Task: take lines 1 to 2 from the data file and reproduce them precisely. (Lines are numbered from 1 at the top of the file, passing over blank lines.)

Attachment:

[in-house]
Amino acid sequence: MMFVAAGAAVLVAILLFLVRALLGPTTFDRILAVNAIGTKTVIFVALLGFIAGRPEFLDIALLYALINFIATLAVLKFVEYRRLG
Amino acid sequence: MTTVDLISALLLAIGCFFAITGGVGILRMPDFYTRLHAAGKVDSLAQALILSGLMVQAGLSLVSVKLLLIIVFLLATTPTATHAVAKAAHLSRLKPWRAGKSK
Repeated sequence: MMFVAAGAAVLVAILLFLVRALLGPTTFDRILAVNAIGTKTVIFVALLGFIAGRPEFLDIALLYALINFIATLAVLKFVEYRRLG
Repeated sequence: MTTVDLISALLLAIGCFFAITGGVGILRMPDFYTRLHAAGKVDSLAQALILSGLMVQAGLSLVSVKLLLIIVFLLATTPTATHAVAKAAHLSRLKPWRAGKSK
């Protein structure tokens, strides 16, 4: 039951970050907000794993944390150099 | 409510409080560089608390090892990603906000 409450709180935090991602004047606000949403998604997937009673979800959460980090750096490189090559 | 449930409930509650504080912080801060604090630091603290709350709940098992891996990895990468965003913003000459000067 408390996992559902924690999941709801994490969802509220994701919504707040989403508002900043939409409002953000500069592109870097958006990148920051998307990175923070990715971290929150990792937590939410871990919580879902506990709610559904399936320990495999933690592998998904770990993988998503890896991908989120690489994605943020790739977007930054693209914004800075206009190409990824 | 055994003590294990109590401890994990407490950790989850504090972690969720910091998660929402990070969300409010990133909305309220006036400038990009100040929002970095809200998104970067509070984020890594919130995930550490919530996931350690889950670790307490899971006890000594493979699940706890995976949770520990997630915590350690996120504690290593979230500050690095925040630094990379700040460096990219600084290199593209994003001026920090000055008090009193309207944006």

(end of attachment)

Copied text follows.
[in-house]
Amino acid sequence: MMFVAAGAAVLVAILLFLVRALLGPTTFDRILAVNAIGTKTVIFVALLGFIAGRPEFLDIALLYALINFIATLAVLKFVEYRRLG